Affluence And Influence

Author: Martin Gilens
Publisher: Princeton University Press
ISBN: 1400844827
Size: 70.23 MB
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Can a country be a democracy if its government only responds to the preferences of the rich? In an ideal democracy, all citizens should have equal influence on government policy--but as this book demonstrates, America's policymakers respond almost exclusively to the preferences of the economically advantaged. Affluence and Influence definitively explores how political inequality in the United States has evolved over the last several decades and how this growing disparity has been shaped by interest groups, parties, and elections. With sharp analysis and an impressive range of data, Martin Gilens looks at thousands of proposed policy changes, and the degree of support for each among poor, middle-class, and affluent Americans. His findings are staggering: when preferences of low- or middle-income Americans diverge from those of the affluent, there is virtually no relationship between policy outcomes and the desires of less advantaged groups. In contrast, affluent Americans' preferences exhibit a substantial relationship with policy outcomes whether their preferences are shared by lower-income groups or not. Gilens shows that representational inequality is spread widely across different policy domains and time periods. Yet Gilens also shows that under specific circumstances the preferences of the middle class and, to a lesser extent, the poor, do seem to matter. In particular, impending elections--especially presidential elections--and an even partisan division in Congress mitigate representational inequality and boost responsiveness to the preferences of the broader public. At a time when economic and political inequality in the United States only continues to rise, Affluence and Influence raises important questions about whether American democracy is truly responding to the needs of all its citizens.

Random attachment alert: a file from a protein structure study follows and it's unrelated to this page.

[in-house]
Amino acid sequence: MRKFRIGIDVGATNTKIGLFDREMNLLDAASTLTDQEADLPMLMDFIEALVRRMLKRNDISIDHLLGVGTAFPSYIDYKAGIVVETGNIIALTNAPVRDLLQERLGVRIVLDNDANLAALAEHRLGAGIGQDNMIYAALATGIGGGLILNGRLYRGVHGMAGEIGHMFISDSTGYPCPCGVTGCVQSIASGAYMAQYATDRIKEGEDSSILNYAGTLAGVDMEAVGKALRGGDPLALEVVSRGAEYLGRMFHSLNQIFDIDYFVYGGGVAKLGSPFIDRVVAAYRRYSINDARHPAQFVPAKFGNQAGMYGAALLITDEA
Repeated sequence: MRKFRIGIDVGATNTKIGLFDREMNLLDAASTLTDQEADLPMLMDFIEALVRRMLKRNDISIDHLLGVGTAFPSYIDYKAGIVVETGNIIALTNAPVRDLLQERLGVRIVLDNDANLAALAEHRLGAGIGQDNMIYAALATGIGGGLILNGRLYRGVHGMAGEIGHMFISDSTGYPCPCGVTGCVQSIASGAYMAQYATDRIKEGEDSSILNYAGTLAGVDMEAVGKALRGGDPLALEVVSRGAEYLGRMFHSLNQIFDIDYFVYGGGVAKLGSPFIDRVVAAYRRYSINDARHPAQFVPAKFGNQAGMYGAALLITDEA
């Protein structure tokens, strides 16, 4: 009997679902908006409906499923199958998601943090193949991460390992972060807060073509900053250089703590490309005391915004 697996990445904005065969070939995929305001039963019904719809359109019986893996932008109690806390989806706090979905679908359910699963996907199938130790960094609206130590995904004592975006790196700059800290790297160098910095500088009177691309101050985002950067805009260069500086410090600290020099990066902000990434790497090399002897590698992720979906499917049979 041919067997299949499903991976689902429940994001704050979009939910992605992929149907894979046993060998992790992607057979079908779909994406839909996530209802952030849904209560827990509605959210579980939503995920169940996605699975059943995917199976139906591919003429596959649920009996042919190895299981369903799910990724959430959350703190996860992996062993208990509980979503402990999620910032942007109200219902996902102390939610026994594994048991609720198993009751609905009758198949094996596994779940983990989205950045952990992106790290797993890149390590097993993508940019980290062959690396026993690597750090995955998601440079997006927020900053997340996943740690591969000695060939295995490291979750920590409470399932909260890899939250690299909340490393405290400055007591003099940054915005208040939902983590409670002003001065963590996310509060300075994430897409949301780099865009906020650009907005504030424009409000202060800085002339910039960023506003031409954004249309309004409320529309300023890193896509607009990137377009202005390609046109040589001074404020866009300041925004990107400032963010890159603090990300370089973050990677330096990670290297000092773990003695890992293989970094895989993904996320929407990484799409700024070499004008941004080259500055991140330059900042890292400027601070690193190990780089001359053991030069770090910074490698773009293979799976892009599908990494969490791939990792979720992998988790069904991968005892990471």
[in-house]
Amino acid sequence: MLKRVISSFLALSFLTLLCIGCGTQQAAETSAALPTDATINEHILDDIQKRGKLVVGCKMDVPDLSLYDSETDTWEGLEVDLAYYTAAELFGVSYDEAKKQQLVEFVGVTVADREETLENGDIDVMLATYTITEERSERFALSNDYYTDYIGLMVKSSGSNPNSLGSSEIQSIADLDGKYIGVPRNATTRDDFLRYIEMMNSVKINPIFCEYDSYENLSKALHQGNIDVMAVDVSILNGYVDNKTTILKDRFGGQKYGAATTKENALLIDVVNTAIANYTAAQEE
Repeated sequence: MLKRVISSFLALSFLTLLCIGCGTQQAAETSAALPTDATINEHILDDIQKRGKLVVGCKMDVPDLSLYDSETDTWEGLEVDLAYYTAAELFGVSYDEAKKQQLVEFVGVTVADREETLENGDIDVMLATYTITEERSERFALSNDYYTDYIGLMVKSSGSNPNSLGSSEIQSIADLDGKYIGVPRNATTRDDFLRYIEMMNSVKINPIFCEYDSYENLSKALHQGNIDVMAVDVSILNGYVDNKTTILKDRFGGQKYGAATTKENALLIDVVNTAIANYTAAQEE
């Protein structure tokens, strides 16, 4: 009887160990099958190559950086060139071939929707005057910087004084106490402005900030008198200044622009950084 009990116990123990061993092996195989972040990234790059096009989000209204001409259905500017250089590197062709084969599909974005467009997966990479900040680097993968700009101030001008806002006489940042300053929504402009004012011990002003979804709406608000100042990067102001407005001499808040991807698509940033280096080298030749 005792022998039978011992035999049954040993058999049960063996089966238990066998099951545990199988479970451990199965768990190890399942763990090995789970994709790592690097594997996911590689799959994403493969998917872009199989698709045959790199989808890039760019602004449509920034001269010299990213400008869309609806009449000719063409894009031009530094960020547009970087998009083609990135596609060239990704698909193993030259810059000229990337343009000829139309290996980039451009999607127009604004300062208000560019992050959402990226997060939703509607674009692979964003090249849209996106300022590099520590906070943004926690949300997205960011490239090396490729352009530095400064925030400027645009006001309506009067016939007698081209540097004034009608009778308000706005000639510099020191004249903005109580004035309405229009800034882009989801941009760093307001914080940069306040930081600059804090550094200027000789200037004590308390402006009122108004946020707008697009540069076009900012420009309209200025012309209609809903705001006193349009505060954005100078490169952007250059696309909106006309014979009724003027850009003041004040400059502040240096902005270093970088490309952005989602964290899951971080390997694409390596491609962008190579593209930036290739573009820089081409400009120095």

Guide To Congress

Author: CQ Press
Publisher: CQ Press
ISBN: 1452235325
Size: 49.81 MB
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The new edition of this comprehensive, two-volume reference has been thoroughly revised and expanded by expert CQ Press writers—with years of experience covering Congress—to offer a complete institutional history of Congress along with updated insight and analysis on the 2008 and 2010 shifts in power of the U.S. Senate and House of Representatives.